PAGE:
In a verdict that shocked even defense attorneys, on Thursday seven leaders of the armed 41-day occupation of the Malheur National Wildlife Refuge in Oregon earlier this year were acquitted on all charges. A jury found brothers Ammon and Ryan Bundy, and their five co-defendants not guilty of various felony weapons and conspiracy charges, and was hung on one charge of theft of government cameras against Ryan Bundy.
A circus-like demonstration outside the federal courthouse in Portland turned into a celebration on Thursday afternoon, complete with a charcoal grill and a horse wearing a red, white, and blue saddle, the Washington Post reports. Supporters of the militants hailed the decision as a triumph over government tyranny. People had traveled from across the country to join the occupation, which was a protest of the federal government’s control of public land, and thousands more watched it unfold on social media.
“We have to be vigilant people,” defendant Shawna Cox said on the steps of the courthouse. “Wake up, America, and help us restore the Constitution. Don’t sleep with your head in the sand.”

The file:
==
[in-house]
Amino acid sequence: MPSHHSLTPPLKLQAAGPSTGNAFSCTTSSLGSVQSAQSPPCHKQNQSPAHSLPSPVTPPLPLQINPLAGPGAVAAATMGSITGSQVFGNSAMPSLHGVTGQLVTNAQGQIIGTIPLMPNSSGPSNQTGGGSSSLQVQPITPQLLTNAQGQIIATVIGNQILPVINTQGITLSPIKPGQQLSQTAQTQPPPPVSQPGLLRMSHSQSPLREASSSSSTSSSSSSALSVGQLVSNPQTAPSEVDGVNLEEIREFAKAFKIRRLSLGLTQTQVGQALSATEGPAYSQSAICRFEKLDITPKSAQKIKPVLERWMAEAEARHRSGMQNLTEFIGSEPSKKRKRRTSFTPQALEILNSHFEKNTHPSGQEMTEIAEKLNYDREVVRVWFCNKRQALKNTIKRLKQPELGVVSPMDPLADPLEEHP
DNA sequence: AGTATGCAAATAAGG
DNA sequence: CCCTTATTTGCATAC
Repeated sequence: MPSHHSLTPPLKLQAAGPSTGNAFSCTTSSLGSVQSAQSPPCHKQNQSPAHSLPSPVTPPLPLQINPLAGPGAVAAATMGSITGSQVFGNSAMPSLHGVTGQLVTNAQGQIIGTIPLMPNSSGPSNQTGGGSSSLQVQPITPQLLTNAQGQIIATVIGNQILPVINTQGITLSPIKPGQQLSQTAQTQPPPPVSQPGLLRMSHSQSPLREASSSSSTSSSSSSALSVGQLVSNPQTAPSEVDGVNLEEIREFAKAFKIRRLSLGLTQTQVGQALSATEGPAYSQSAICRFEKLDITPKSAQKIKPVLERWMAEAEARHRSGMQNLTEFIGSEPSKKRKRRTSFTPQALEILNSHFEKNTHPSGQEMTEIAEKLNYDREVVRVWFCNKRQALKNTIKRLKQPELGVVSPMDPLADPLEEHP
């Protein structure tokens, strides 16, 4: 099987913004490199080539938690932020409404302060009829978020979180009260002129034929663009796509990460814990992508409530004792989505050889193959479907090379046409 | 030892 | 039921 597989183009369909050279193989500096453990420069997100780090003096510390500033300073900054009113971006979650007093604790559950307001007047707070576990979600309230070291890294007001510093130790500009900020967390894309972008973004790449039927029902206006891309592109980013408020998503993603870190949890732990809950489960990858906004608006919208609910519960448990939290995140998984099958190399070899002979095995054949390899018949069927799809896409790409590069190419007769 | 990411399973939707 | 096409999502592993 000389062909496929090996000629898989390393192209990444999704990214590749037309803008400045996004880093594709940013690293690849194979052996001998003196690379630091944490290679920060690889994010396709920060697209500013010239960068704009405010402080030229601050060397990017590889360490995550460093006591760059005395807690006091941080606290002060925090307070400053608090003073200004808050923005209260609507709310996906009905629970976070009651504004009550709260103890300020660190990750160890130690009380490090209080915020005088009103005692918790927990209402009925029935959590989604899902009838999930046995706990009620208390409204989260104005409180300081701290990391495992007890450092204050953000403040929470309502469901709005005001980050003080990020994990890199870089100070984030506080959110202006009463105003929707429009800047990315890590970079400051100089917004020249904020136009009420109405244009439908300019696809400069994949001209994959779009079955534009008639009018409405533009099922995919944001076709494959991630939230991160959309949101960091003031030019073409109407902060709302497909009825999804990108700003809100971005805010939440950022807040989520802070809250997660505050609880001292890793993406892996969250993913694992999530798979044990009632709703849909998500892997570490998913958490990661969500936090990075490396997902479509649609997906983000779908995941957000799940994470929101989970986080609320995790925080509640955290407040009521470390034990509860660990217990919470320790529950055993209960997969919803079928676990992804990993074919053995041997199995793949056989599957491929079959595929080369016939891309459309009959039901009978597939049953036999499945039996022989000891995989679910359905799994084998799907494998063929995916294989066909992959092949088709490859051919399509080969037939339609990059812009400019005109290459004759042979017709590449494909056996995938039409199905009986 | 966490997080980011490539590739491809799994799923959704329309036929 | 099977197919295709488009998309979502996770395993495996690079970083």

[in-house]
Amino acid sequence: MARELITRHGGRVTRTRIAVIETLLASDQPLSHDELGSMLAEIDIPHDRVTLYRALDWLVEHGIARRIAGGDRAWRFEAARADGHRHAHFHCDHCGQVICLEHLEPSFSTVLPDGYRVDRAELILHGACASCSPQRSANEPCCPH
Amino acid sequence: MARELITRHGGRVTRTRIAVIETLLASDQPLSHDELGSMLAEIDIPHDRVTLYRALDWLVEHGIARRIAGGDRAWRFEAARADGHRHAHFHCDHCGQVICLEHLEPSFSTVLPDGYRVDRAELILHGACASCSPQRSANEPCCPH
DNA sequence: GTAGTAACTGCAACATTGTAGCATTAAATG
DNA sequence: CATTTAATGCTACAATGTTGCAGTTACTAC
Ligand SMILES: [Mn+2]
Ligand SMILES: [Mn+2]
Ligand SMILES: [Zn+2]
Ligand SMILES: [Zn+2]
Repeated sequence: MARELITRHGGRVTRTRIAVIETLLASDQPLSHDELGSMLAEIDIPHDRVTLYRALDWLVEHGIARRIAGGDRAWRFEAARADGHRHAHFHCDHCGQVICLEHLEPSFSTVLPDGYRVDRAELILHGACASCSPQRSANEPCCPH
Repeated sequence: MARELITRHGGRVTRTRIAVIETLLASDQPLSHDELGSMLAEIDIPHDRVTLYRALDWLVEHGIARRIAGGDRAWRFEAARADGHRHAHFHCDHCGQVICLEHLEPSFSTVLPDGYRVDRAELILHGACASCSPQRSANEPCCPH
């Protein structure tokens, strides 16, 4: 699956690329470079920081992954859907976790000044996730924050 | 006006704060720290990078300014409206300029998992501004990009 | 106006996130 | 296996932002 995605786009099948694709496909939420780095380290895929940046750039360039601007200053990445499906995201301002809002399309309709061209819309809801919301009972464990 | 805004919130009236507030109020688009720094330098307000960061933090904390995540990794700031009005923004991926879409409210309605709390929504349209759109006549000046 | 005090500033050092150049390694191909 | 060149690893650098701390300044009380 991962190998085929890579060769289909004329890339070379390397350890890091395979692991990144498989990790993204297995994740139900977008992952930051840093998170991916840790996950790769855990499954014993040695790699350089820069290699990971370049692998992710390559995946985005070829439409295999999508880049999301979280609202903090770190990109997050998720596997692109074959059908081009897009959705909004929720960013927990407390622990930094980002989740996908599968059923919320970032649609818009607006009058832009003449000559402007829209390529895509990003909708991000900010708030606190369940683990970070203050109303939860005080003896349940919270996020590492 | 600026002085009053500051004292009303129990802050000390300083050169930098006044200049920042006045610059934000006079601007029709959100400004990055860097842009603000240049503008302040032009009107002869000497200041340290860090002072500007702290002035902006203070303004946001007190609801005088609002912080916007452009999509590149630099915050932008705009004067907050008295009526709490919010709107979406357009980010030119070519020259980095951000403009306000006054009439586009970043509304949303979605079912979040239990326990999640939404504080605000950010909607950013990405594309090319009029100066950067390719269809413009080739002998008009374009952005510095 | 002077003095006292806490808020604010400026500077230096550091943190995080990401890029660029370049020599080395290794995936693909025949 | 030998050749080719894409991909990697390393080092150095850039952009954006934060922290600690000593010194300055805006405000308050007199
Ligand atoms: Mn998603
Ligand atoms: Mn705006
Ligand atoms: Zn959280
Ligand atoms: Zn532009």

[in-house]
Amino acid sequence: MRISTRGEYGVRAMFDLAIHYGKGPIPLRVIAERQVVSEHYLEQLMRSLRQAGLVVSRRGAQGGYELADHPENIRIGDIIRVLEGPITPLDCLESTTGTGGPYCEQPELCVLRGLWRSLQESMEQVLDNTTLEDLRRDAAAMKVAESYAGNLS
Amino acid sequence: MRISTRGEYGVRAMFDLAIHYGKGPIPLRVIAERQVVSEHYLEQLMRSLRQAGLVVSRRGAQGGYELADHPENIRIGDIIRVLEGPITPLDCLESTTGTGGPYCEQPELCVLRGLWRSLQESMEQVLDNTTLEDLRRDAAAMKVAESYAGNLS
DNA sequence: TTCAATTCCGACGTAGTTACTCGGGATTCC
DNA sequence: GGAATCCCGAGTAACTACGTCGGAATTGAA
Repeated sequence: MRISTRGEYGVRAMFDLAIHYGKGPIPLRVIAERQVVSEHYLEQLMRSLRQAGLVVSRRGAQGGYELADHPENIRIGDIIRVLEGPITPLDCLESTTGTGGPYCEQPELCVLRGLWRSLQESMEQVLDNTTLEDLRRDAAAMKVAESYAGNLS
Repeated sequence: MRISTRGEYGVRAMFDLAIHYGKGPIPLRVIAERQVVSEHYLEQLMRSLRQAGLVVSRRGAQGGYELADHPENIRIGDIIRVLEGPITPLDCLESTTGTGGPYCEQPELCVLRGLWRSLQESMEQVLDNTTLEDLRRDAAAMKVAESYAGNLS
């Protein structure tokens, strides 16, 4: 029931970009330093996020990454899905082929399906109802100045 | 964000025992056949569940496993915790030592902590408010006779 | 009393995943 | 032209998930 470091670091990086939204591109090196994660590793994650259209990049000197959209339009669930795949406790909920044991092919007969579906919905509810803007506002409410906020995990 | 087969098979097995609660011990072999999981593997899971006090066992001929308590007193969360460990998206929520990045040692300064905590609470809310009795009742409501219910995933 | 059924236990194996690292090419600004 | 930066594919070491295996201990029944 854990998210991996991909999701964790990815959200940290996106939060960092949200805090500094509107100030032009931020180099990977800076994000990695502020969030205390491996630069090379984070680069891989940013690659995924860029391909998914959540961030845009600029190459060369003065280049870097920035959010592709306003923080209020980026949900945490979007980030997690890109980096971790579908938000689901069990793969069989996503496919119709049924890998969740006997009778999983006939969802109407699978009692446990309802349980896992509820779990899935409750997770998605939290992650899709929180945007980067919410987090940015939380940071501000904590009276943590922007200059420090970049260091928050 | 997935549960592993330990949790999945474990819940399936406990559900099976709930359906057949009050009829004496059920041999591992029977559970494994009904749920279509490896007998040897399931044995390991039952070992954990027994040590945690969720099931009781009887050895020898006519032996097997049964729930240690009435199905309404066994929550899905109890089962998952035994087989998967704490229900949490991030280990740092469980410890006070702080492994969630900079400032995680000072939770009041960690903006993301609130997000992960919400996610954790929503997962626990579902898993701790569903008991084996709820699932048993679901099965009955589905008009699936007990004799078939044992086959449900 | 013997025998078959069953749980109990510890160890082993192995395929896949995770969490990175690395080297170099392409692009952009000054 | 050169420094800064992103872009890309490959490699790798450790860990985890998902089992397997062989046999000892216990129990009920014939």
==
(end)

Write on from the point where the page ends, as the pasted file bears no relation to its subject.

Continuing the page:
The situation was charged within the courtroom as well. Ammon Bundy’s lawyer, Marcus Mumford argued with the judge that his client should be released, though the Bundys are still facing charges in Nevada stemming from a 2014 standoff with federal agents. U.S. marshals tackled Mumford, tased him, and took him into custody.
The verdict sparked outrage across the country from those who saw it as an example of white privilege in action. All of the defendants and jurors were white, and since the beginning of the standoff people have complained that Black Lives Matter protesters are treated much more harshly than the Oregon militants.
Occupier David Fry’s attorney, Per Olson, offered a different explanation. “I think the jury saw through this and saw these were well-meaning, well-intentioned individuals,” he said following the verdict. “They all came out here for a good purpose: because they cared.”
Oregon Governor Kate Brown said she was disappointed with the decision. “The occupation of the Malheur Refuge by outsiders did not reflect the Oregon way of respectfully working together to resolve differences,” she said.
Some warned that the outcome puts public-land employees in greater danger. “I just didn’t think it was possible that 12 jurors could look at pictures of armed men taking over a federal facility and say that’s not illegal,” said Kieran Suckling, executive director of the Center for Biological Diversity. “This jury has just declared open season on federal facilities. People are going to get killed because of this verdict, because this jury has just given militias the green light to go after federal facilities with rifles.”